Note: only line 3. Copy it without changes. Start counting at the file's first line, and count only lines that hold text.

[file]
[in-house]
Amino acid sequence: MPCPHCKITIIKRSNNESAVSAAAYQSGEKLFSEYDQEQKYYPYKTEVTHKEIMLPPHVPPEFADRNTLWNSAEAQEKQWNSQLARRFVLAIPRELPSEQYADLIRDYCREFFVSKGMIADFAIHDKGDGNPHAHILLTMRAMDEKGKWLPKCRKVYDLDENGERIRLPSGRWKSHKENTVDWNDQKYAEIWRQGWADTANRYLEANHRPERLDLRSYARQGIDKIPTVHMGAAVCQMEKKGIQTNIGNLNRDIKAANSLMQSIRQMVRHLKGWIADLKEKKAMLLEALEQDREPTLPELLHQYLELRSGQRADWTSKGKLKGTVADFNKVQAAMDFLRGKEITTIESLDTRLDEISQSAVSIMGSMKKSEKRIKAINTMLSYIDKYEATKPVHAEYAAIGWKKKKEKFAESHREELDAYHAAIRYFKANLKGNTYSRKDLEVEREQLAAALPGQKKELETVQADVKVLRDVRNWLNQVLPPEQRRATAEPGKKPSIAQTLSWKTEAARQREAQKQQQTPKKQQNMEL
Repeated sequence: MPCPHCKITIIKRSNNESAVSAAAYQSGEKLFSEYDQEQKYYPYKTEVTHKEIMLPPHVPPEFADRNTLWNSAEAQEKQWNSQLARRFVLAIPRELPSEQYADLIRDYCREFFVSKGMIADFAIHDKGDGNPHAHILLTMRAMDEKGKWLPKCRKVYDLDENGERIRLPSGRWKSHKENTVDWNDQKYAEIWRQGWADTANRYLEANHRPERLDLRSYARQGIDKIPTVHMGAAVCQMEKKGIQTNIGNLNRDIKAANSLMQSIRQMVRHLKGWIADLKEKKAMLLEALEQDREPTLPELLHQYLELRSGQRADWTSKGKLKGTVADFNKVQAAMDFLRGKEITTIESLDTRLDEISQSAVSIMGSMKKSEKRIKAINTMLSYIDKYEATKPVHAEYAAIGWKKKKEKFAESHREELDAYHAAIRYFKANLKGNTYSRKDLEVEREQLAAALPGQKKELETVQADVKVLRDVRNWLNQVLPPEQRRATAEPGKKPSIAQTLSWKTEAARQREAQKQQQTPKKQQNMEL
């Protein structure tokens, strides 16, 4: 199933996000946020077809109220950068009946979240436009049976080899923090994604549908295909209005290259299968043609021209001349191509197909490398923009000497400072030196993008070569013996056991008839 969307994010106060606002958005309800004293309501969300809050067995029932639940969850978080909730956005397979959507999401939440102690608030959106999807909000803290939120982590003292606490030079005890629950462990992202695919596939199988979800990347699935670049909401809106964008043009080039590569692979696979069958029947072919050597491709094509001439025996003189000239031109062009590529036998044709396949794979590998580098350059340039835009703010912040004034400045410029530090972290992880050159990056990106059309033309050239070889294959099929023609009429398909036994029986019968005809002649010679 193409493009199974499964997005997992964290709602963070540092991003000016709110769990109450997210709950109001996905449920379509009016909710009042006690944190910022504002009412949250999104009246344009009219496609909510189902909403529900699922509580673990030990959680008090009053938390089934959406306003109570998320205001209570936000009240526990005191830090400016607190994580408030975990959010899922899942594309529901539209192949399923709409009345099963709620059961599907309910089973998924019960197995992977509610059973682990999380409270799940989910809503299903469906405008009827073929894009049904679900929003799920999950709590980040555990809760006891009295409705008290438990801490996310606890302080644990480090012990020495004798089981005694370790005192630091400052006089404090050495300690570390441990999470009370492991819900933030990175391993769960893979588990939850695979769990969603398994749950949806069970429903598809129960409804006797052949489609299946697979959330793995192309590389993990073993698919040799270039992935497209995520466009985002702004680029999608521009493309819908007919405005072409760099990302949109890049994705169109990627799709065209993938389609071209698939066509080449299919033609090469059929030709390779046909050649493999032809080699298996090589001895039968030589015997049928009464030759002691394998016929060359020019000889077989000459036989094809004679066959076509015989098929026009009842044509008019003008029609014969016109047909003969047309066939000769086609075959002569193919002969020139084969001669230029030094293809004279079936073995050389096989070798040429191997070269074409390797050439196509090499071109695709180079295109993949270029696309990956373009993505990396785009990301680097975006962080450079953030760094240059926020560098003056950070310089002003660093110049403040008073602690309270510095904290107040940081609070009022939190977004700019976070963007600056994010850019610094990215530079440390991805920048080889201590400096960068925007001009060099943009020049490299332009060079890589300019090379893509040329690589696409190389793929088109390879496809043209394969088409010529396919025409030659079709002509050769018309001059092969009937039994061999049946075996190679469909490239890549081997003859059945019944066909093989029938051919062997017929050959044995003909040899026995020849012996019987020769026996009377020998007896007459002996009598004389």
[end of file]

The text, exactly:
Repeated sequence: MPCPHCKITIIKRSNNESAVSAAAYQSGEKLFSEYDQEQKYYPYKTEVTHKEIMLPPHVPPEFADRNTLWNSAEAQEKQWNSQLARRFVLAIPRELPSEQYADLIRDYCREFFVSKGMIADFAIHDKGDGNPHAHILLTMRAMDEKGKWLPKCRKVYDLDENGERIRLPSGRWKSHKENTVDWNDQKYAEIWRQGWADTANRYLEANHRPERLDLRSYARQGIDKIPTVHMGAAVCQMEKKGIQTNIGNLNRDIKAANSLMQSIRQMVRHLKGWIADLKEKKAMLLEALEQDREPTLPELLHQYLELRSGQRADWTSKGKLKGTVADFNKVQAAMDFLRGKEITTIESLDTRLDEISQSAVSIMGSMKKSEKRIKAINTMLSYIDKYEATKPVHAEYAAIGWKKKKEKFAESHREELDAYHAAIRYFKANLKGNTYSRKDLEVEREQLAAALPGQKKELETVQADVKVLRDVRNWLNQVLPPEQRRATAEPGKKPSIAQTLSWKTEAARQREAQKQQQTPKKQQNMEL